Typically, we locate much of the power and opportunity to shape an institution in familiar organizational processes like mission setting, strategy development, and problem solving. Because they produce the purposes, strategies, and ideas that drive organizations, these are recognized as powerful processes. But a fourth process, of generative thinking, is actually more powerful. Generative thinking precedes these. More to the point, it generates the other processes.

To return to the paradigm shifts, imagine that a single nonprofit, rather than a loose network of police officers, researchers, and policy makers, first developed the strategy of community policing. It would be natural to credit the organization's strategy-development process for the new approach to fighting crime. But how could this really be? The organization would need the idea, if not the label, of community policing in order to arrive at the strategy and associated tactics. Strategy development helps an organization get from here to there, from the present point A to a future, preferred point B. But understanding point A—in this case, to conclude that the deployment of police was no longer a sufficient response to crime—must come first. And generative thinking produces a vision of point B—in this case, the idea of a different, preventive approach. Without generative thinking, we would have neither here nor there.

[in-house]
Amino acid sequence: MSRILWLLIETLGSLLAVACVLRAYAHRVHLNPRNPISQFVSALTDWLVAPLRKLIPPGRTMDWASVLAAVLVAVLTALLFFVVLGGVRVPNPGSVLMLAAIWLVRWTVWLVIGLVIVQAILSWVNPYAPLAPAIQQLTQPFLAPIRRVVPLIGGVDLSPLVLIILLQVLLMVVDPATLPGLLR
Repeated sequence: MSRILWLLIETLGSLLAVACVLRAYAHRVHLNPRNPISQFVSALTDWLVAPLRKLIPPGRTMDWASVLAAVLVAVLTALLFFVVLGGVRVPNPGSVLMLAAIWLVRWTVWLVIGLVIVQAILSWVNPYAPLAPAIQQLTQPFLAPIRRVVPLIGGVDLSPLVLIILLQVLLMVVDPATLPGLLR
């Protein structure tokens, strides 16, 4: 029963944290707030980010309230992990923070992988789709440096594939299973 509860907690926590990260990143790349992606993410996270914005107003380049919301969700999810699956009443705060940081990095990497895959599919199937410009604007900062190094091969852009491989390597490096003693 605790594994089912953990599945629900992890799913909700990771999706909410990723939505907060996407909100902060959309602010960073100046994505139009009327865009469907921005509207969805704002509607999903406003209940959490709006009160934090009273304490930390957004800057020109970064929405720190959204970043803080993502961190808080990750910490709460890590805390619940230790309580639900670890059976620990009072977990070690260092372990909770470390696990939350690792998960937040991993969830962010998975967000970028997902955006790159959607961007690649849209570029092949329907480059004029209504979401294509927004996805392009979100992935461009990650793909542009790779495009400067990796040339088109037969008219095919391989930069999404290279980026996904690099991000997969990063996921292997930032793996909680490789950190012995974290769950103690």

In fact, most of the formal planning and learning processes that appear so powerful in organizations look incomplete when one takes generative thinking into account. For example, businesses routinely invested in formal product-development processes to get an idea from the drawing board to the marketplace. The product development process was a series of engineering, manufacturing, and marketing activities. But then some product developers wondered if there was not more to the process. After all, how did ideas reach the drawing board in the first place? And what would increase the chances of developing good ideas to start with?1 In effect, the key question was, "What kind of generative thinking precedes product development?"